Recently I was going through the backlog for a YouTube channel I discovered (and love) called MinutePhysics, and I ran across this video, which fascinating to me.
In case you didn't know, I love physics. Love it. (For reference, my father was a nuclear physicist. This stuff is the life within life, the stuff that makes my neurons fire and my dopamine levels rise.)
But wait, you might say, what does physics have to do with writing?
Well, a lot, actually. But that's not what I'm here to talk about. Instead, we're going to talk about something near and dear to every writer's heart, the thing we love to hate - writer's block.
But what's that got to do with-
Let me finish.
Let's assume for a moment that Writer's Block is an Immovable Object. Or, more accurately, an Unaccelerateable Object. Something which we cannot, by pushing, pulling, hitting, digging, or lifting, cause to accelerate in any direction.
Let's also assume that the Need to Write is an Unstoppable Force. Or, more accurately, another Unaccelerateable Object, which we cannot by pushing, pulling, lifting, etc. cause to slow down or speed up in any direction.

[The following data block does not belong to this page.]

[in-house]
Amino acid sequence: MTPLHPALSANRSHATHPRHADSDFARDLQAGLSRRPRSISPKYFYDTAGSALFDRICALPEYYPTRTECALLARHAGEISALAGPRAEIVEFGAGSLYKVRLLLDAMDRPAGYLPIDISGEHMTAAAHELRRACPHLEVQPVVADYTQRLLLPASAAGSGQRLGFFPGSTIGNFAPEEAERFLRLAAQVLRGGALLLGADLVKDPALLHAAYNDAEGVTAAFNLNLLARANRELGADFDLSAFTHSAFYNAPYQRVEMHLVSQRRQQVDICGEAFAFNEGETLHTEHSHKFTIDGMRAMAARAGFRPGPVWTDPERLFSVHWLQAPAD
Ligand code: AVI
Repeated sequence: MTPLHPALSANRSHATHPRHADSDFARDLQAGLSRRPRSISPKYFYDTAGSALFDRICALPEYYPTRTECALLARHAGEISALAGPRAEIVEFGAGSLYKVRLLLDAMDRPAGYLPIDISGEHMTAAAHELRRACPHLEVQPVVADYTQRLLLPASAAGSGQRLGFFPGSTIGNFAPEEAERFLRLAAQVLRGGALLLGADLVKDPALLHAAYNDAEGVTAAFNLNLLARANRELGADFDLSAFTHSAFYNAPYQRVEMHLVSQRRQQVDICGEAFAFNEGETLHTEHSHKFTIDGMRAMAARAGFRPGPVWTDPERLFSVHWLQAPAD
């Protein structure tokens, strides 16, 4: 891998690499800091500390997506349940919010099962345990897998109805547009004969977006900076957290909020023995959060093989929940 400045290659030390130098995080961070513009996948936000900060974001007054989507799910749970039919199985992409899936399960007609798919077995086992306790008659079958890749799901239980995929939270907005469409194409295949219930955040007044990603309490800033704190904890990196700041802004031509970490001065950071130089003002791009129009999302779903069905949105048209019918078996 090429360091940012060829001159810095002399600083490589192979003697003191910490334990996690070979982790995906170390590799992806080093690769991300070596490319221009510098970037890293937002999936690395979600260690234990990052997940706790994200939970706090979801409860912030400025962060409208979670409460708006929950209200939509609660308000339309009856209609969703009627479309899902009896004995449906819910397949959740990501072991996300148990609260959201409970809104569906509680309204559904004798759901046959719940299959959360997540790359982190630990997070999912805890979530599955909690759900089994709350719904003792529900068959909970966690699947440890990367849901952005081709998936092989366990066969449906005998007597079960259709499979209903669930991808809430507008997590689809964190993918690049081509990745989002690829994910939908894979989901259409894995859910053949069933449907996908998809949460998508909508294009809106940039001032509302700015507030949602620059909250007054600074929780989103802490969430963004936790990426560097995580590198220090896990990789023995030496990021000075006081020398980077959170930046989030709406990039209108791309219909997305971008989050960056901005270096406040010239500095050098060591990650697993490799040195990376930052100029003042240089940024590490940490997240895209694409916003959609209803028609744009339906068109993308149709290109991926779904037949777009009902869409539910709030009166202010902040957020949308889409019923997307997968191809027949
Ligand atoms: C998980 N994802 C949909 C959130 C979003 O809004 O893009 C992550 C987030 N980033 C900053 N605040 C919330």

If you watched the video above, I think you can see where this is going.
You see, I've mentioned a time or two that inspiration is something that you can't rely on to happen consistently. If I waited for inspiration to strike, then I would very rarely write anything at all. Instead, inspiration is something I have to make happen. It's a resource I generate by writing that makes writing easier.
If my Need to Write is moving at 100mph and I can't make it slow down, speed up, or change direction, we're assuming that it's an Unstoppable Force. It's an object which, by definition, I cannot affect with my puny human strength.
My Need to Write is approaching an Unmovable Object in the form of my Writer's Block, which is another thing I cannot affect with my puny human strength. It sits there and there it sits, no matter how much I want it to not do the sitting in that place.
If both of these objects are by definition things which cannot accelerate or deccelerate, then Newton's Laws of Motion dictate that they cannot interact with one another, as this is the only course of action which allows their state of being to remain unchanged. If the Unstoppable Force were to stop, it would not be Unstoppable. If the Immovable Object were to move, it would not be Immovable.
Ergo, when they meet, they pass through one another without ever making contact, because my need to write has nothing to do with the writer's block that sits in my way.